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Sex, Genes & Rock n Roll: How evolution has shaped the modern world.

Australian Museum Members

Tuesday, 1 May 2012 from 6:30 PM to 8:30 PM (AEST)

Sydney, NSW

Sex, Genes & Rock n Roll: How evolution has shaped the...

Ticket Information

Ticket Type Sales End Price Fee Quantity
Members
Includes cheese, wine and a 1 hour talk
Ended $20.00 $2.19
non-Members
Includes cheese, wine and a 1 hour talk
Ended $30.00 $2.79

Share Sex, Genes & Rock n Roll: How evolution has shaped the modern world.

Event Details

About the talk

Evolution might be ‘the most important idea anyone ever had’, as philosopher Dan Dennett puts it, but outside of biology the awesome power of evolutionary theory remains underappreciated and underused. For too long, explanations for contemporary phenomena have been left to sociologists, psychologists and economists.

Now Rob Brooks explores some very modern phenomena, including obesity, Asia’s missing women, decisions about children’s schooling and the appalling mortality rates among rock stars, to show that evolution can sit comfortably with other explanations in helping us understand our lives and our world.

The Museum Shop will be open during the night for you to purchase Rob's latest book Sex Gene's and Rock 'n' Roll: How evolution has shaped the Modern world and have it signed by him.

Doors open at 6.30pm for cheese and wine. The lecture will begin promptly at 7.00pm.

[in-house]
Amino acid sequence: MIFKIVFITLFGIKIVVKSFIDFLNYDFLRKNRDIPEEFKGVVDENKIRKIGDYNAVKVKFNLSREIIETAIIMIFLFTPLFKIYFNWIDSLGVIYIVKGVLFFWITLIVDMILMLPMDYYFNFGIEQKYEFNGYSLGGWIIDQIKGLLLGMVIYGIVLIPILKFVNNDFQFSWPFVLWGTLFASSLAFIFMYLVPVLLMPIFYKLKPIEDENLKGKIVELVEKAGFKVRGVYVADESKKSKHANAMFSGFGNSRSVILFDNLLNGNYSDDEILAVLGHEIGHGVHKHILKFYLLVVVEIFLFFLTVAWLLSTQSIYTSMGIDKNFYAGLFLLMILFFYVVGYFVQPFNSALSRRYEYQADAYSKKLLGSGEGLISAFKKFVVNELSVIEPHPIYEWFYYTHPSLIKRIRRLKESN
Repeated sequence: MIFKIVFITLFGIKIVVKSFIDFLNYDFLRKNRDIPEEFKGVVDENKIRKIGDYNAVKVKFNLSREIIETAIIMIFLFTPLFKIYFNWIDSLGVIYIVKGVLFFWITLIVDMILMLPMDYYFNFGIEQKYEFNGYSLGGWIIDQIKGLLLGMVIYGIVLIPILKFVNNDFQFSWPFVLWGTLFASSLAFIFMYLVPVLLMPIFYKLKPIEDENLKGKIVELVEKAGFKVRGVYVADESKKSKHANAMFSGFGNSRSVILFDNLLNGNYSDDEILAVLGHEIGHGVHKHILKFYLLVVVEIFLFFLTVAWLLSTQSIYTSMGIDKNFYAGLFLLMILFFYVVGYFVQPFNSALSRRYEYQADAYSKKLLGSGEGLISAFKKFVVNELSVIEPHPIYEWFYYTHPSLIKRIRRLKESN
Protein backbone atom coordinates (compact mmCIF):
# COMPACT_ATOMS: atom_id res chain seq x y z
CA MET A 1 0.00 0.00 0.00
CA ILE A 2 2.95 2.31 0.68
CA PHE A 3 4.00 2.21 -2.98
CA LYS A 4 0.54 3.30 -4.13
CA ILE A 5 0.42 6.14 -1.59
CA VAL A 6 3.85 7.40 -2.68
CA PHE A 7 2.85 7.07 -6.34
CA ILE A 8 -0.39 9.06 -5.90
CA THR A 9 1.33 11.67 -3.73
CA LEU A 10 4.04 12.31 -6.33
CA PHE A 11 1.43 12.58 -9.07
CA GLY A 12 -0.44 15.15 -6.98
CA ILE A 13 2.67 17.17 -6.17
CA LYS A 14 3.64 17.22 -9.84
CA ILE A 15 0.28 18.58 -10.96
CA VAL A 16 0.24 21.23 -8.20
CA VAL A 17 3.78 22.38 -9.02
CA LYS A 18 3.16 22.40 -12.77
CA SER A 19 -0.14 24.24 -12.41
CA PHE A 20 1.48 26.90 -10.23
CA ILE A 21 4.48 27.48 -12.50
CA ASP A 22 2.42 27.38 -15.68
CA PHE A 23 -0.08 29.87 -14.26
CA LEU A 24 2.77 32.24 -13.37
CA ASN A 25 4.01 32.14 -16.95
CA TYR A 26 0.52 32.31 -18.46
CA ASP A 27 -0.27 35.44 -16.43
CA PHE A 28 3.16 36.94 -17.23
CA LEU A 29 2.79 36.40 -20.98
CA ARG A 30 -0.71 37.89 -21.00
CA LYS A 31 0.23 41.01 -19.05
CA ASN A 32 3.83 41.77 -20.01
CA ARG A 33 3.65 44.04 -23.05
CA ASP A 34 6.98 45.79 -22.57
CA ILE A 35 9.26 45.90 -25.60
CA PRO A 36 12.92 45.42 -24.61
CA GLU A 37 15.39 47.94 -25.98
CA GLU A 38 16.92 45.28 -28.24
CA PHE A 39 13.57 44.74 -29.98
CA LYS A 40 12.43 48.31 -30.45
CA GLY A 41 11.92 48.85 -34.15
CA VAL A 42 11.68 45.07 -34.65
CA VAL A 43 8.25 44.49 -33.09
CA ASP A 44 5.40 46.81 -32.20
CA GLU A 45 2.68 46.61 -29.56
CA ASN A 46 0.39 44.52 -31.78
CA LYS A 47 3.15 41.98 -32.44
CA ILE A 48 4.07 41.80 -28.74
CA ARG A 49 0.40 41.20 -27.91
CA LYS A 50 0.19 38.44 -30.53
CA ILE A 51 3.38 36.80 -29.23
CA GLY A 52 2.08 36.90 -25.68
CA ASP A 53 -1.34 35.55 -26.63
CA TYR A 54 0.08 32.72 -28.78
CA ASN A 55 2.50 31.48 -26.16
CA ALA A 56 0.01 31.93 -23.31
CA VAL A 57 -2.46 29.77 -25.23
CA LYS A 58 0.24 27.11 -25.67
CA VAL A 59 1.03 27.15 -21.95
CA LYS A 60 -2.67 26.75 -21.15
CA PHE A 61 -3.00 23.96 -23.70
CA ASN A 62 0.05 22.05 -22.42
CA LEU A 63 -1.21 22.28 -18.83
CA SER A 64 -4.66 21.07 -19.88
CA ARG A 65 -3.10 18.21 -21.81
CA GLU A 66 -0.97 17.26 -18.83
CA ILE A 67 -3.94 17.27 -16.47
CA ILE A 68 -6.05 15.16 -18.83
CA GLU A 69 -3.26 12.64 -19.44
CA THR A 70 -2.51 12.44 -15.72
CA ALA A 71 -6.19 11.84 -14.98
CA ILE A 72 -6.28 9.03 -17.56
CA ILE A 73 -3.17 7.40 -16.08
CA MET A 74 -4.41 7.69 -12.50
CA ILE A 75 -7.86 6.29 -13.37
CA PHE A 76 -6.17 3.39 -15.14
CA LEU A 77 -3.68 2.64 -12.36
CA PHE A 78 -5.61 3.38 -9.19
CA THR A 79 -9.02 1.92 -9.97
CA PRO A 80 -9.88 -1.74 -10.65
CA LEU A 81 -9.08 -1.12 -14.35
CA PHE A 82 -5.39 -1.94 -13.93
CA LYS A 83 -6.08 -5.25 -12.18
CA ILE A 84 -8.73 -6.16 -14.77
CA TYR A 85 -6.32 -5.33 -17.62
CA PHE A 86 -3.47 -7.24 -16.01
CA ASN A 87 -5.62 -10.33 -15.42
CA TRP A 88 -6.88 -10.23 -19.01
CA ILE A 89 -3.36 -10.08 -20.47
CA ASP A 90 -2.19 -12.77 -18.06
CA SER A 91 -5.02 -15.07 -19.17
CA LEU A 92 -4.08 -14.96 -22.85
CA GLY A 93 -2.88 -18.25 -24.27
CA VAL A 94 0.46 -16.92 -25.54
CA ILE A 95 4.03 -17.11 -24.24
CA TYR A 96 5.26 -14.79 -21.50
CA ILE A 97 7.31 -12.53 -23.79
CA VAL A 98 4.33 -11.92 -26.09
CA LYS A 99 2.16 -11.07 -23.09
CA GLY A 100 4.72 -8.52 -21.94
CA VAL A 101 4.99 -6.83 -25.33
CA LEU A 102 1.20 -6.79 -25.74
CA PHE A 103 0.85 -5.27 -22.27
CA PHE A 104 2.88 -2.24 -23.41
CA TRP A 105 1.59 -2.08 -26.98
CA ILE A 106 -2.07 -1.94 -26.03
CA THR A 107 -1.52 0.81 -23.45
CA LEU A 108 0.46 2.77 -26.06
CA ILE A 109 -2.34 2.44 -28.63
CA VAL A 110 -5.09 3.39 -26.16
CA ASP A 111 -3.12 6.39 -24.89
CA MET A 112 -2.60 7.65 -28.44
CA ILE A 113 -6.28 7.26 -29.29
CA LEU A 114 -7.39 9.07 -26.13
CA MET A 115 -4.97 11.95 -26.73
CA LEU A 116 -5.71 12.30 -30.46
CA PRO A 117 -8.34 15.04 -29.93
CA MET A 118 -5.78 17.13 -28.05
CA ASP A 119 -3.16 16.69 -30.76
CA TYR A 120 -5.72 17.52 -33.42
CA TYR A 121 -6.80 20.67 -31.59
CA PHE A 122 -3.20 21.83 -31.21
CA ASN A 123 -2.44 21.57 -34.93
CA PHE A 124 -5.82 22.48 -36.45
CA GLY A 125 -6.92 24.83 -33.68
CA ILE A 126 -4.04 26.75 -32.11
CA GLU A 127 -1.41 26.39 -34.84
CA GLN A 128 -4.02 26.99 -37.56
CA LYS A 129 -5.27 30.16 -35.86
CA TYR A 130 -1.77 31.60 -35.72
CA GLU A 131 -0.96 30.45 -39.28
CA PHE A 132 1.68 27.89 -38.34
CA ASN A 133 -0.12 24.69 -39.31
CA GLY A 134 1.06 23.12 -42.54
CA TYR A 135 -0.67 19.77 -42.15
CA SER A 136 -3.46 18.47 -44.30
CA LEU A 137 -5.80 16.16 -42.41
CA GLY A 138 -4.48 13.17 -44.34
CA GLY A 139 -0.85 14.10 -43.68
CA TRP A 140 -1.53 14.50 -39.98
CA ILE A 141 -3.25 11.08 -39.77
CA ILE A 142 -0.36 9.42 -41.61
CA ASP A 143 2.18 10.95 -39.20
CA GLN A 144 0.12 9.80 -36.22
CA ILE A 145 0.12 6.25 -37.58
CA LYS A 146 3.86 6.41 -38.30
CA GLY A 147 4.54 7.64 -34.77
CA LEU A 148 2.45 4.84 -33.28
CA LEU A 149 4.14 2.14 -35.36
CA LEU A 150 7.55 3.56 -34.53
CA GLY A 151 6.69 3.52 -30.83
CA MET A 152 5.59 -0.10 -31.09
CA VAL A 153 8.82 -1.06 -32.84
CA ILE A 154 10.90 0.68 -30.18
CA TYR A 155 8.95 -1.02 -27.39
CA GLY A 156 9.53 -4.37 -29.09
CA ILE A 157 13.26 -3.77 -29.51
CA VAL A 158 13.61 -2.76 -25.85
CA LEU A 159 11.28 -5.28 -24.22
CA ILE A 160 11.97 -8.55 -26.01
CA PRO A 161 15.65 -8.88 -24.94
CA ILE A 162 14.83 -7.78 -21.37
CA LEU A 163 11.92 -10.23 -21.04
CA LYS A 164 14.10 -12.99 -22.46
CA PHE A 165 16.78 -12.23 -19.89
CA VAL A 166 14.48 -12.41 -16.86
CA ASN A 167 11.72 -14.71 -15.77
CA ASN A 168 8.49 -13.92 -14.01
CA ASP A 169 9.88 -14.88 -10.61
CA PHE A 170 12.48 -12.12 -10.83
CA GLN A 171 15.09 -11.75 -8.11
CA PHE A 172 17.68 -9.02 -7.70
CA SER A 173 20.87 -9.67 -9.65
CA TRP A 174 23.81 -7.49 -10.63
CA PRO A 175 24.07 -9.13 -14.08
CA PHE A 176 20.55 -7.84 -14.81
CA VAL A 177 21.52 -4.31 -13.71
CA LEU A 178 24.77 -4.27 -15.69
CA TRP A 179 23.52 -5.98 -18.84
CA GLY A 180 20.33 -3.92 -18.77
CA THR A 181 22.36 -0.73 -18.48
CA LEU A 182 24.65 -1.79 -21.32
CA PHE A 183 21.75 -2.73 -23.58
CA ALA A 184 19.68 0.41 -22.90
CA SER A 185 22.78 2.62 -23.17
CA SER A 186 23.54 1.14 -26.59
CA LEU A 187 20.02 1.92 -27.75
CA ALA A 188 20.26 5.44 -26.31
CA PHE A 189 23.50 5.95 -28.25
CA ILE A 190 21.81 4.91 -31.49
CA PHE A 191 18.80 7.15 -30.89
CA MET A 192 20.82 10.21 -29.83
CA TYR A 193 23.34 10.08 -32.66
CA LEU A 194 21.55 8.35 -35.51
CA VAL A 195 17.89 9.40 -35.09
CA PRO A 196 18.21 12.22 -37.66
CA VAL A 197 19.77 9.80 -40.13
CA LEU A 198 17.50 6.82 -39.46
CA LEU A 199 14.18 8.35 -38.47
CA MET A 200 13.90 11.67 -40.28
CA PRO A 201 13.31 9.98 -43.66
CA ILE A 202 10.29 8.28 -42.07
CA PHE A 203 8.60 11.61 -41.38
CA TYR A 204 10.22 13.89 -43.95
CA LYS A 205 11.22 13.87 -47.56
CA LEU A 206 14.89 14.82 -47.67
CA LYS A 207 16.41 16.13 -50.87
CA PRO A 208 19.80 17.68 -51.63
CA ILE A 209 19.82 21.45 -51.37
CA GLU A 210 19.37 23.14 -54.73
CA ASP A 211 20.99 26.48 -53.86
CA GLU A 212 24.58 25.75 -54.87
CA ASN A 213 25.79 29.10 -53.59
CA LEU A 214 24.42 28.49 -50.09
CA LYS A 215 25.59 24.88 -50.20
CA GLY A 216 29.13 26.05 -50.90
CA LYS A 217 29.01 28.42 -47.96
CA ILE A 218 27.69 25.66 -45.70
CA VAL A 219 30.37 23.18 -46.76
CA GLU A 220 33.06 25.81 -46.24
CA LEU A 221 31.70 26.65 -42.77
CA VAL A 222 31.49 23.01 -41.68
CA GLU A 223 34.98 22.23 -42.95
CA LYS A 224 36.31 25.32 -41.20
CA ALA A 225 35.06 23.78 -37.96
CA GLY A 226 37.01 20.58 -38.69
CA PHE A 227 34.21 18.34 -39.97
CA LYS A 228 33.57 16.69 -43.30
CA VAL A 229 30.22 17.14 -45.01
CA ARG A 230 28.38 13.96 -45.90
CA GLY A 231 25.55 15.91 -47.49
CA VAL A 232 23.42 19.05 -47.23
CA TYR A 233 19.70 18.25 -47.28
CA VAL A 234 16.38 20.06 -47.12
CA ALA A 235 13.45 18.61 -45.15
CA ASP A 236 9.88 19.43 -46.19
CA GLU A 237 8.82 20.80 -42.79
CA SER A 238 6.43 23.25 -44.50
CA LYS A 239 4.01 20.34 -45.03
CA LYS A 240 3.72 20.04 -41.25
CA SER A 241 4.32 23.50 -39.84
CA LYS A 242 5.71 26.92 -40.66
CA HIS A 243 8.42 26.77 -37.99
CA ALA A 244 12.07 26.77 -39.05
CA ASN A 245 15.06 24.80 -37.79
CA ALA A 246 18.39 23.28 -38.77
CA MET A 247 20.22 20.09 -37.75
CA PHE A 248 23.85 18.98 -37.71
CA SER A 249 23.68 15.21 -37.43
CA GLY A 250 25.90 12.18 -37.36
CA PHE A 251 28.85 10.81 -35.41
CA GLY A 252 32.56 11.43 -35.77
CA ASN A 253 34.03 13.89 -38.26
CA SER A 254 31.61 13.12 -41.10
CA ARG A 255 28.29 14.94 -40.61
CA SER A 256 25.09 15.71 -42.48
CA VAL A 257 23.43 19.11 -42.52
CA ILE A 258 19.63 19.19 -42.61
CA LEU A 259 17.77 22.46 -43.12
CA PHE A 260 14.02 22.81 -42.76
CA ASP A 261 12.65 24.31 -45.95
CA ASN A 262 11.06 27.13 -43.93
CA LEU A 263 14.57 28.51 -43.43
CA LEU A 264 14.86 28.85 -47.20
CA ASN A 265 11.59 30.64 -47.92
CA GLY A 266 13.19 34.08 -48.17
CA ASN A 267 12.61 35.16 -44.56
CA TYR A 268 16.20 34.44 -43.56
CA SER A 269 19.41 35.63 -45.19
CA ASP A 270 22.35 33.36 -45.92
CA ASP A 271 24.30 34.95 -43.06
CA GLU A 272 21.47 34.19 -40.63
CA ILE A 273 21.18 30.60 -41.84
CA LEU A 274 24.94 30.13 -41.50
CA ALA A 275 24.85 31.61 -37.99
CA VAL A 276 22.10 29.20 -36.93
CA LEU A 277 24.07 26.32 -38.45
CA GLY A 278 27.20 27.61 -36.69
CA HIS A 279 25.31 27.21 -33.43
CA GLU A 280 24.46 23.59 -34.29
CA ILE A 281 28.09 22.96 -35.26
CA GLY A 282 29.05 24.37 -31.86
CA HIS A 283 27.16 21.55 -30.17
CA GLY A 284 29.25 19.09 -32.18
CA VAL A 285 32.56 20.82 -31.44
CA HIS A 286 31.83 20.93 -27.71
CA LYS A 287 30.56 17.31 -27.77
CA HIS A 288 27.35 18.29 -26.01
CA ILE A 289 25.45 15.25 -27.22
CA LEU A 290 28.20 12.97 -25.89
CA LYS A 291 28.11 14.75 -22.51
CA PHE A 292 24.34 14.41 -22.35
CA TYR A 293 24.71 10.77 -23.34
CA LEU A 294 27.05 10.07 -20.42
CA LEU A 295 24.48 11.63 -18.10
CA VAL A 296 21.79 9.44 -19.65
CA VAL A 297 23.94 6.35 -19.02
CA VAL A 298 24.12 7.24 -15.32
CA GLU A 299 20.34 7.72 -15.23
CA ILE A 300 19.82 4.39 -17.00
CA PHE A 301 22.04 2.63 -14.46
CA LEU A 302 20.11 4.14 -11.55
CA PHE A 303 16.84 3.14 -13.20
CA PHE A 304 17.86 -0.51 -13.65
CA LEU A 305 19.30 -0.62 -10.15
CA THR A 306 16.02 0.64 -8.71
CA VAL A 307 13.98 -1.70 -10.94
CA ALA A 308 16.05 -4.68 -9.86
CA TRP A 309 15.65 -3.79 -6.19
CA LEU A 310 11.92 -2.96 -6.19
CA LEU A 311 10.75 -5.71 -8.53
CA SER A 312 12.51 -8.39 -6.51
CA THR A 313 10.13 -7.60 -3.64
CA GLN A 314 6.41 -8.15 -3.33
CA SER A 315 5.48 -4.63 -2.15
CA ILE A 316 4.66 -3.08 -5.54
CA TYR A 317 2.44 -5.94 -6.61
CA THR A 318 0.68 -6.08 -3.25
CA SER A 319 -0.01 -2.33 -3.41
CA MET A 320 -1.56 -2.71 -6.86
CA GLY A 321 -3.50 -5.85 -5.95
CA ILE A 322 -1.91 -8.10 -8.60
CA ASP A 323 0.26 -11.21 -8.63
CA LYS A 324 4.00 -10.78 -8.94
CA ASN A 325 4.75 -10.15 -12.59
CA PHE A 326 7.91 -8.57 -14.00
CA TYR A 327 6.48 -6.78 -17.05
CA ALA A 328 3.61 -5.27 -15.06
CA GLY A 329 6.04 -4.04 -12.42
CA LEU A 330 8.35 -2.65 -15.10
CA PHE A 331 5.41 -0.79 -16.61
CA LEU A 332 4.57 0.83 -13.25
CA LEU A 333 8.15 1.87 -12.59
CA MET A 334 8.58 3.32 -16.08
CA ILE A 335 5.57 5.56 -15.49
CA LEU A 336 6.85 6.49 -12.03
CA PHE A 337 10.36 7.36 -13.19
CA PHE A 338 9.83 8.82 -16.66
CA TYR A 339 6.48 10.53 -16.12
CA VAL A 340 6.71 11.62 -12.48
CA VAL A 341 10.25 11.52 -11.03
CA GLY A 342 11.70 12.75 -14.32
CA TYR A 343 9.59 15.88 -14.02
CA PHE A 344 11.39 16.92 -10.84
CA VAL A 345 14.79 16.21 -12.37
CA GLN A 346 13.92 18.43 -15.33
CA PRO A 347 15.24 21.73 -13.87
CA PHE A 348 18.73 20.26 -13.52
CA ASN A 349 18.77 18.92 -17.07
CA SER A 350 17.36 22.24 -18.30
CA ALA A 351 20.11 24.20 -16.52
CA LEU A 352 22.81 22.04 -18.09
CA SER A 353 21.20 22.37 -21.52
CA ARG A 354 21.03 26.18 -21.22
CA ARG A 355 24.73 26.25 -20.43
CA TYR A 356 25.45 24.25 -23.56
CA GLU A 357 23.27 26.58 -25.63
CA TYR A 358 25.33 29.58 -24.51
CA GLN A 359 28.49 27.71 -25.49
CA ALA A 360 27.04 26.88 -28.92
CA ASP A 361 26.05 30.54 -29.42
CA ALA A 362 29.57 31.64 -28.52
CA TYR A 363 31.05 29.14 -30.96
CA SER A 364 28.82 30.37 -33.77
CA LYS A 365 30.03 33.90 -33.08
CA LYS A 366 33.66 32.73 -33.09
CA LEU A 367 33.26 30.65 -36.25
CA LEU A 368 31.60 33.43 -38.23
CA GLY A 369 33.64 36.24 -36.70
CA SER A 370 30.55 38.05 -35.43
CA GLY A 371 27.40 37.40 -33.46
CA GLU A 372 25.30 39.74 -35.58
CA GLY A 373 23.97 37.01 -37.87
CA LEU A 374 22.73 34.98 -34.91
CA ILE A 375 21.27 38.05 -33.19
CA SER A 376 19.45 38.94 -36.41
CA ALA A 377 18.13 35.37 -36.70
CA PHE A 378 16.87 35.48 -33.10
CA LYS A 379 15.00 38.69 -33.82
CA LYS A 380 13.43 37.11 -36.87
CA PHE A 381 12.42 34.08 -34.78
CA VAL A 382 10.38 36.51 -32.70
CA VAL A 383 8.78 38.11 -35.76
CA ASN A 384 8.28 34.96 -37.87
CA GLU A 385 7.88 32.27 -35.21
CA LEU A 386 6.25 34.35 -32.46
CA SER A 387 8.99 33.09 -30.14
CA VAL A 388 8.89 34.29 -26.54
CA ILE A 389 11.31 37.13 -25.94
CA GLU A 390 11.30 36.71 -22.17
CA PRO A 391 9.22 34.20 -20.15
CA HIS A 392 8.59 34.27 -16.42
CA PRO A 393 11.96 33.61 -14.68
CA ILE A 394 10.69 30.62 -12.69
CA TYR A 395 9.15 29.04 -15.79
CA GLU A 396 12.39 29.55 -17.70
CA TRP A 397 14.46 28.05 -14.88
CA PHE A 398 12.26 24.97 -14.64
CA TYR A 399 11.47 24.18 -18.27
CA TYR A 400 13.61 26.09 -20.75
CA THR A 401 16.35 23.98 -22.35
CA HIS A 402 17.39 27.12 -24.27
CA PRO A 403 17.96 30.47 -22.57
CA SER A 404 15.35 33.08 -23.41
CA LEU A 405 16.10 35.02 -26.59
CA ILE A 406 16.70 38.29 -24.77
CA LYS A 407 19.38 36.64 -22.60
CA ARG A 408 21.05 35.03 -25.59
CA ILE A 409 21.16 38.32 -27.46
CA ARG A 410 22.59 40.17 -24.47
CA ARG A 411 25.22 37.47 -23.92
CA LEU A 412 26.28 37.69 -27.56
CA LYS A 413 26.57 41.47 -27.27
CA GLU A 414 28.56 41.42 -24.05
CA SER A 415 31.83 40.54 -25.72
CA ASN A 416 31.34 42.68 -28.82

About the speaker:

Rob Brooks, Professor of Evolution and Director of the Evolution & Ecology Research Centre at the University of New South Wales in Sydney, Australia.

Rob is an Evolutionary Biologist at UNSW who thinks about sex for a living. Things he has thought and written about include the evolution of mate choice, the costs of being attractive, the reason animals age and the links between sex, diet, obesity and death.

Together with his fabulous research group and collaborators, Rob explores the evolutionary and ecological consequences of sexual reproduction. At the moment he is especially interested in the interactions between evolution and economics, the evolution of human life histories, the reasons for sex differences in aging and longevity, the unfolding obesity crisis, the relationship between evolution and equity feminism, the evolution of human bodies, the purpose of Rock ‘n’ Roll, and what we can and cannot infer about morality from studying the natural world.

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